Nearly a third (31%) of GP partners in England would consider taking collective action in the form of shutting routine services for a week if funding is not significantly increased for 2024/25, a Pulse survey has revealed.
The survey of 362 partners in England reveals that there is an appetite among GPs to follow the leads of consultants and junior doctors in taking some form of action.
The survey revealed:
- 54% of GPs would consider shutting routine services for a day;
- 51% would consider lowering thresholds for referring to secondary care;
- 46% would consider undated resignations;
- 61% would consider diverting all on-the-day/urgent cases to 111 or A&E.
Negotiations for the 2024 GP contract in England are set to begin soon for an April implementation following NHS England’s ‘insulting’ offer for the 2023/24 GP contract.
The Government refused to increase the uplift beyond the 2.1% agreed as part of the five-year deal, despite huge increases in inflation. Last week, it said it was increasing practice funding but this was just to enable a pay rise for salaried GPs and other staff.
Legal experts have said GPs are able to take strike action and withdrawing services for a day is an option on the table.
However, for GP partners, shutting surgeries involves a significant financial hit as they will have funding removed but will still need to pay the salaries of staff.
Despite this, GP partners have said they are willing to take action.
Dr Pete Deveson, a GP in Surrey, said: ‘I would be delighted to join my junior and consultant colleagues in industrial action to improve the pay and conditions of NHS doctors, if such action could be effectively co-ordinated by the BMA.’
Some said that although they would like to strike, it would only add to GPs’ already unmanageable workloads, while others expressed concern about legal implications.
One anonymous GP said: ‘I’d be concerned about any walkout causing paused payments or fines, affecting practice income. We would be in a precarious financial position in this scenario.’
‘I’m also worried that NHSE/our ICB is waiting for practices to breach their GMS contracts in order to enforce an integration into the ICS and use current GP funding to plug the hole in failing social care and secondary care.’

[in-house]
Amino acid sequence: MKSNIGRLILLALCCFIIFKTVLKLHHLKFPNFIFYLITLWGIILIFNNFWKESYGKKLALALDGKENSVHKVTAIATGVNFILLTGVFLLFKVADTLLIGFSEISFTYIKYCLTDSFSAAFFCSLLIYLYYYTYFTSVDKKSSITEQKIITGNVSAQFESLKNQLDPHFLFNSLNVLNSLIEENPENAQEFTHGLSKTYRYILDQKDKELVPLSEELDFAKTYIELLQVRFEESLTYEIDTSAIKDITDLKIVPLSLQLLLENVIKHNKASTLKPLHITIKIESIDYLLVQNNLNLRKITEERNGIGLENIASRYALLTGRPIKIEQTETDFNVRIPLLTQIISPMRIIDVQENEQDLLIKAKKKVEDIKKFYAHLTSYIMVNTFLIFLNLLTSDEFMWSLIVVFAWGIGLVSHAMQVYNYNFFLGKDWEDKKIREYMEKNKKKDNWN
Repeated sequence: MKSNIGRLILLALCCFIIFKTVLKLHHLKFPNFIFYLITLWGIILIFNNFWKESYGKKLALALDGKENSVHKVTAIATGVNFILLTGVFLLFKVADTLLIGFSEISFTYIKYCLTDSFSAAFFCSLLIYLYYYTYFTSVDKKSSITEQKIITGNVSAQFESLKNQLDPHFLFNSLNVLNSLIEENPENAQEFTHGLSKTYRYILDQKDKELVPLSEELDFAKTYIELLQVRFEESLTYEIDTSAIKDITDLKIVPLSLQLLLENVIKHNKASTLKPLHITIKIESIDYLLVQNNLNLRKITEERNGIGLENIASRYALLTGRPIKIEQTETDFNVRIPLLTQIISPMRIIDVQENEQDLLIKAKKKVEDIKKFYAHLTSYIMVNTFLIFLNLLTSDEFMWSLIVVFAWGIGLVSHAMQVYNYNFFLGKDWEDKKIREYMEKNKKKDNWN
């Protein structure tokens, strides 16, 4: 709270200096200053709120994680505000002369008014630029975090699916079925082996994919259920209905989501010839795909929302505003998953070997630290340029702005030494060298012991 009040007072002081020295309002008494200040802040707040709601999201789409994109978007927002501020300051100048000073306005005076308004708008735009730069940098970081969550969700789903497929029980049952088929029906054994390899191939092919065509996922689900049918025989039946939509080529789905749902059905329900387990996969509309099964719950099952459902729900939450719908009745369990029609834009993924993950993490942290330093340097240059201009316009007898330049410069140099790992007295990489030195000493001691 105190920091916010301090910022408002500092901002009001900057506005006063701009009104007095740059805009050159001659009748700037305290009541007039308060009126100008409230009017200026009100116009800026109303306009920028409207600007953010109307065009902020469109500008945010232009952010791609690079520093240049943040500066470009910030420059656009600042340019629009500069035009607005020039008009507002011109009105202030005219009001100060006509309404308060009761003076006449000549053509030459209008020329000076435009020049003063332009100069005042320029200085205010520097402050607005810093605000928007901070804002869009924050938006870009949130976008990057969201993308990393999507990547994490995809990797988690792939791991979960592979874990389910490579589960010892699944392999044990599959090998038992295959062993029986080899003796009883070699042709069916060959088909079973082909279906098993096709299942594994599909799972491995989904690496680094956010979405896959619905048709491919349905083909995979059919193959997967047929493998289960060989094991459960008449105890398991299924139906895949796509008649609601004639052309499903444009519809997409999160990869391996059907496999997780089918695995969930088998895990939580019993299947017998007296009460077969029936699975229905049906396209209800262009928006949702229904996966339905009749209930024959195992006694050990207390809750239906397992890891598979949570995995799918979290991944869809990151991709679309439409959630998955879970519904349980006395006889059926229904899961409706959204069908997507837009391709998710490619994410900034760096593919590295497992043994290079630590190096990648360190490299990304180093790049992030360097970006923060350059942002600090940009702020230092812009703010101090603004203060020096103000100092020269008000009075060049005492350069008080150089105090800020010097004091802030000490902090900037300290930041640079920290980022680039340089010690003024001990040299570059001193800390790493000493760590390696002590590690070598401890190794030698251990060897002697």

One anonymous GP also expressed concerns about breaching contract, being fined or losing income, with one saying: ‘Industrial action is difficult, we do not have public opinion on our side at present. The workload is already overwhelming, stopping for a day would just add to work the following few days. I would not want to put patients at risk or overload secondary care.’
Another anonymous respondent said, ‘No-one will pick up any work we cancel – just making life even harder,’ while another added: ‘[There] would be no point diverting to 111 they would just send them back.’
Luton GP Dr Una Duffy said: ‘Among all the suggestions I have heard… I do not think anyone will pay very much attention. Public or politicians.
‘I think that GP industrial action should be deployed only as a nuclear option eg., a government decides to disband all GP partnerships and all must be salaried and work to a set rota. If it is a major, drastic change (not just a matter of insufficient funding), then a country-wide coordinated shutting of all GP practice doors would be the only industrial action that would be impactful. Not a skeleton or emergency only service. A complete shutdown. Other options are just tinkering at the edges.’
Another anonymous GP told Pulse that they were very keen that, with the Department of Health-driven shift in complexity of work to primary care, ‘we also move workload and put sufficient pressure on the 111 services, walk-in-centres, minor injury units, that funding needs to be [increased] to expand them, but any action certainly should not be at the expense of another department that is not designed to deal with primary care issues and is also on its knees’.
GP Dr Hana Harvey added: ‘It’s very difficult as we want to care for patients, but the recruitment issues and workload are unsustainable.’
Pulse’s survey was open between 9 and 15 June 2023, collating responses using the SurveyMonkey tool. A total of 362 GPs from across the UK responded to this particular question. The survey was advertised to our readers via our website and email newsletter, with a prize draw for a £250 John Lewis voucher as an incentive to complete the survey. The survey is unweighted, and we do not claim this to be scientific – only a snapshot of the GP population.
Would you be prepared to take any of these forms of industrial action if funding is not significantly increased in 2024/25?
Shutting routine services for a day
Don’t know: 14%
Shutting routine services for a week
Don’t know: 19%
Don’t know: 17%
Refusing to provide any non-contractual services
Don’t know: 8%
Lowering thresholds for referring to secondary care
Don’t know: 15%
Divert all on the day/urgent cases to 111 or A&E
Don’t know: 10%
Total number of respondents: 362
29 November 2023
29 November 2023
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